Glycine, L-Glutamine and Ammonia: Welcome to Insomnia Hell!

Have you taken Glycine or L-Glutamine and are unable to sleep? Insomnia lasting several days, even weeks?  These two amino acids have several functions in our body, and it is very difficult to guess as to how they trigger negative reactions but as insomniacs we should always suspect ammonia.

Usually it starts as a nice relaxing feeling, making one very sleepy, luring  into a sweet illusion that one finally found something very divine for sleep. With time the feeling slowly morphs into shallow stimulation, agitation, head buzzing and restlessness. The real crap hits the fan when you hit the pillows… Instead of yawning, winding down and getting sleepy you realize that you are wide awake. The night turns into death by thousand cuts and this seems to last several days and nights. Angry, agitated and upset you unleash the internet. With a slight luck of correct keywords hopefully you land here…

First of all, please relax and rest assured that many insomniacs make this mistake. Yours truly, did it too. Several times!  In this article I will briefly explain what can cause ammonia build up and how to lower it effectively. So here’s the lowdown…

Shortly put, when our liver is not functioning at its best it can produce a lot of so called metabolites. Ammonia is one of them. Ammonia is a toxic byproduct of metabolism (smoke from cooking) which should be removed from our body as waste. If this ammonia waste is not removed efficiently it builds up in our blood. Even slightly elevated levels (hyperammonemia) are toxic to your central nervous system (CNS) and will can cause symptoms ranging from brain fog, head buzzing (tinnitus) and yes – insomnia.

Naturally, the way our bodies purge ammonia is via the urea cycle which converts excess ammonia into urea in the mitochondria of liver cells. The formed urea then enters the blood stream, is filtered by the kidneys and is ultimately excreted in the urine. Flush it down.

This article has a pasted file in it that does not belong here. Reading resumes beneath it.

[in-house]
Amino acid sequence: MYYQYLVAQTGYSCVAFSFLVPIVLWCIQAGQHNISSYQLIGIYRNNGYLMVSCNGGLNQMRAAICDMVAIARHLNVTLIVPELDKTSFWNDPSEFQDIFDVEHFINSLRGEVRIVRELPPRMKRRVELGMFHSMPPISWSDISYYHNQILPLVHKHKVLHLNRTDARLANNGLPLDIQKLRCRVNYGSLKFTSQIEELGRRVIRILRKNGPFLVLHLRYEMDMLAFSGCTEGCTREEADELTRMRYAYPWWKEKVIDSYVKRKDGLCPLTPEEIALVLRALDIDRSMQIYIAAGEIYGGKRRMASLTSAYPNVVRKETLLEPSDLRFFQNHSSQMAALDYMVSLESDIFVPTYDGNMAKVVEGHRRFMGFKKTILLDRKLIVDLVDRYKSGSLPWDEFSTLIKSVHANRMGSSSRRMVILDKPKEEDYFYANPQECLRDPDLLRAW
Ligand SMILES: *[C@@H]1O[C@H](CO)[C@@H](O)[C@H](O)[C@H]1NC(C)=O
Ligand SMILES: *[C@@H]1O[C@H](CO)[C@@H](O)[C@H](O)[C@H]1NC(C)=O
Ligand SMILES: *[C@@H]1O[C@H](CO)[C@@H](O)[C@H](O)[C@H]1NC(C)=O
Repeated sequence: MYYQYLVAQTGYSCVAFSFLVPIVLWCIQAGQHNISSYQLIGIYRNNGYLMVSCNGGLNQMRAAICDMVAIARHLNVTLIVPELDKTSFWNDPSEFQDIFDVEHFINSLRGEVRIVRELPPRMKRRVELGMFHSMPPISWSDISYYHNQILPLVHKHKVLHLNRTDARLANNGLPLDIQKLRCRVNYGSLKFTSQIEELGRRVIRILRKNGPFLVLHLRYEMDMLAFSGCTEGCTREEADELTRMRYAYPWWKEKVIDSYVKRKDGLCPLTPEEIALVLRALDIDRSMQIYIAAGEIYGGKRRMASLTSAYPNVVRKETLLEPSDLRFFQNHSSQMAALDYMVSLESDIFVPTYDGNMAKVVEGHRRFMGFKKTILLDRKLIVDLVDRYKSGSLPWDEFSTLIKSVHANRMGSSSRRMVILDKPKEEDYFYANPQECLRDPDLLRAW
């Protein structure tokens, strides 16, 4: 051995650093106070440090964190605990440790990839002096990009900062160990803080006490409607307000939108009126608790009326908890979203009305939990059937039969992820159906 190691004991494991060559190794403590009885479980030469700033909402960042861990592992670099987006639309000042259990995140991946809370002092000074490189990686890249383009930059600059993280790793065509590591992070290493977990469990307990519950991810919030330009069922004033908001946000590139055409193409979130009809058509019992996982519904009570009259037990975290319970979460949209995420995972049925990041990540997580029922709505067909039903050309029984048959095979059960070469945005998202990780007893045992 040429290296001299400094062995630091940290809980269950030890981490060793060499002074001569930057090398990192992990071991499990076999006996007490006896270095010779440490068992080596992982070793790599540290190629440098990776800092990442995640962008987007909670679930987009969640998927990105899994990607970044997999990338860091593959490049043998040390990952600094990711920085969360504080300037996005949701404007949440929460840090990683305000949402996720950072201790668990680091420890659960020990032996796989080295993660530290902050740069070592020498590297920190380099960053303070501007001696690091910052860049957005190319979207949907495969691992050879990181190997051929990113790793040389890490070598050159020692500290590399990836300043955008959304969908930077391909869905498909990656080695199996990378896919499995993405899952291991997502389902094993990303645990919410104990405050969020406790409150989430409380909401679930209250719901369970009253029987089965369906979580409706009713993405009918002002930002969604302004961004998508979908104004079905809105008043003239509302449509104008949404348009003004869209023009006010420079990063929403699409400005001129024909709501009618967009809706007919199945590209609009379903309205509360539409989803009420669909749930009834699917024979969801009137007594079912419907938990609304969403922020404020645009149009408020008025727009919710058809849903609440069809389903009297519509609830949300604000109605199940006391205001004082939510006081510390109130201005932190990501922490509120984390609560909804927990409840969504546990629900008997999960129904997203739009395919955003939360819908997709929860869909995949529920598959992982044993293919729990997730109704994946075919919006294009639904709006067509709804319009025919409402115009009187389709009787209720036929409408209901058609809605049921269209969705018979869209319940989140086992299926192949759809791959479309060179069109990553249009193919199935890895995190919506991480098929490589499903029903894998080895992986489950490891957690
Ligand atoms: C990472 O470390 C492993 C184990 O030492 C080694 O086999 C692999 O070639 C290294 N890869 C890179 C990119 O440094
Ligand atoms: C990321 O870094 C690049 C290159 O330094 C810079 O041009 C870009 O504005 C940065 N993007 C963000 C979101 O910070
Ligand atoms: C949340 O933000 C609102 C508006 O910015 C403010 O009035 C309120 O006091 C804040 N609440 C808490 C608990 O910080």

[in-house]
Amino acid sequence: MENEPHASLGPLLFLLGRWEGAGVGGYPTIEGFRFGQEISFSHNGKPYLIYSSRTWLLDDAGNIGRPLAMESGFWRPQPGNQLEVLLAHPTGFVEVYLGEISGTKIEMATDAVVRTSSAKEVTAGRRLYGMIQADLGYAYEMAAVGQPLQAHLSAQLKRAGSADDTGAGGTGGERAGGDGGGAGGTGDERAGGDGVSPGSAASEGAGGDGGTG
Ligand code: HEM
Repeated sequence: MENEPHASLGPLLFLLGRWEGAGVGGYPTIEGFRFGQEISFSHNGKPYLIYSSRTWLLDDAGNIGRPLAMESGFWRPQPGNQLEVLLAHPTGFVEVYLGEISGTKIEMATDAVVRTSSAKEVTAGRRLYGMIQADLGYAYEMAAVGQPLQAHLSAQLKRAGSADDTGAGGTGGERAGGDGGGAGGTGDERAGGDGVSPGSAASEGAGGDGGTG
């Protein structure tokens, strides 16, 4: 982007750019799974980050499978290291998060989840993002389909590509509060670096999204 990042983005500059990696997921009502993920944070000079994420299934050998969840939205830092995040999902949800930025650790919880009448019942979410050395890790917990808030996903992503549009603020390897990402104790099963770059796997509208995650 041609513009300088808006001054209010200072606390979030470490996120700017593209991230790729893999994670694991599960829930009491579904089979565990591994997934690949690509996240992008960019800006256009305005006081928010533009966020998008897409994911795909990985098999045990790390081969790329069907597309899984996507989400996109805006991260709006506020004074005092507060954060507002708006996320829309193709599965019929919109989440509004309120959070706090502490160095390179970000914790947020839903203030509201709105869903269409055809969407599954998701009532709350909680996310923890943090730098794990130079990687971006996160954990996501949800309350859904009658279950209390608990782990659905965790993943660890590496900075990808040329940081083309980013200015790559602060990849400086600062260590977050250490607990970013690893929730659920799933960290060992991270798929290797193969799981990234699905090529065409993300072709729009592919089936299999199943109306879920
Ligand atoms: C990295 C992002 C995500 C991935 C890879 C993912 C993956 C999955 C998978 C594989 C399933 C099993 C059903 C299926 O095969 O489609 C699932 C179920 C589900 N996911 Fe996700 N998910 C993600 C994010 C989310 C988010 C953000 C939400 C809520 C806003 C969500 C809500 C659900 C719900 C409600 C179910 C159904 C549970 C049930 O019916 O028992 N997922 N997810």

There is an additional element: bile. Studies show the bile too contains ammonia in different quantities and suggest that bile could be an additional pathway for the removal of ammonia by the liver.

Noteworthy: 95% of your bile recirculates over the enterohepatic pathway (yes, it goes back to the liver from intestines) and that is why ammonia can recirculate for a long time until is slowly broken down and cleared out. This will come into context when I discuss some solutions below.

If not cleared out via urea cycle or bile (urine and stool) ammonia metabolites build up in blood, keep circulating in our system and affect brain function. The chain reaction usually causes a so called excitotoxicity (excitability of the nerves or NMDA receptors) which closely resembles a condition called Akathisia. The latter is often described by vague terms such as feeling nervous, uneasy, tense, twitchy, restless, and an inability to relax. Most will develop insomnia, a sense of discomfort, motor restlessness, anxiety, and panic.


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Mama, Why Does this Happen?

There are a few possible reasons but perhaps a perfect storm of:

1. Conditions normally implicated are some form of liver “disease”, reduced kidney function, genetics, Reye’s syndrome, seizures, starvation, and trauma.  Lifestyle: high meat diet, intense physical activity, cigarette smoking, alcohol, stress. In my case it was an inflamed liver, low stomach acid, low enzymes, low bile function as part of systemic heavy metal intoxication, an impaired or slowed glutamate decarboxylase/GABA shunt pathway and gut dysbiosis.

3. An impaired liver will take longer to clear anything we throw at it. Sudden increase in ‘Total body burden’ overwhelms drainage pathways. The latter is a technical term for the way that food and compounds are processed and cleared by the body. This includes large doses of what seem to be benign supplements like Glycine or L-Glutamine.

4. Some research also points to gut bacteria. This too can be related to liver health. Compared to healthy individuals, the intestinal microbiota of people  with liver disease is significantly different and is associated with a variety of GI disorders, including higher production of ammonia. Intestinal bacteria decompose protein into ammonia after which it can be absorbed into the bloodstream.

5. Medications that may increase ammonia levels include acetazolamide, ammonium chloride, ethyl alcohol, fibrin hydrolysate, furosemide, isoniazid, rifampin, thiazides, and valproic acid.

Science is complicated and frankly, the entire picture is beyond me and beyond most doctors too but the idea is clear. Check this out:


Key finding of this hepatic encephalopathy study on bold: